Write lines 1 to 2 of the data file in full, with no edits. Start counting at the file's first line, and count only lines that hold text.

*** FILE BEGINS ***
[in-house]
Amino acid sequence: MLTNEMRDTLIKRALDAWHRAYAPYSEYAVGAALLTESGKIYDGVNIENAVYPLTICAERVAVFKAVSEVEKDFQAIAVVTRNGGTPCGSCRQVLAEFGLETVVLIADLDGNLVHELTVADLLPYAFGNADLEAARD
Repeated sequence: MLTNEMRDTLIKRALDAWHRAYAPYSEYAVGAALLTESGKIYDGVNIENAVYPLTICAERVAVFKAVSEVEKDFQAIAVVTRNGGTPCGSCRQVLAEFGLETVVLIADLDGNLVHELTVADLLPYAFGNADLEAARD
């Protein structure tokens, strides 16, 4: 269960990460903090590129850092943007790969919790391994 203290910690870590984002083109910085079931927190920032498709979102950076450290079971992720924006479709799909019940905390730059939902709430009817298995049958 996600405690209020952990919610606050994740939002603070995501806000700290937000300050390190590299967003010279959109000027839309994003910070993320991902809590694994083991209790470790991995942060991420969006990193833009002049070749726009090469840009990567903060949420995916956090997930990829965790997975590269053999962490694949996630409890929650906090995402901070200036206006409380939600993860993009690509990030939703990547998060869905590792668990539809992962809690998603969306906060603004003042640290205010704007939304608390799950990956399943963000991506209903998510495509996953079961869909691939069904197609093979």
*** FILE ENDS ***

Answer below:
[in-house]
Amino acid sequence: MLTNEMRDTLIKRALDAWHRAYAPYSEYAVGAALLTESGKIYDGVNIENAVYPLTICAERVAVFKAVSEVEKDFQAIAVVTRNGGTPCGSCRQVLAEFGLETVVLIADLDGNLVHELTVADLLPYAFGNADLEAARD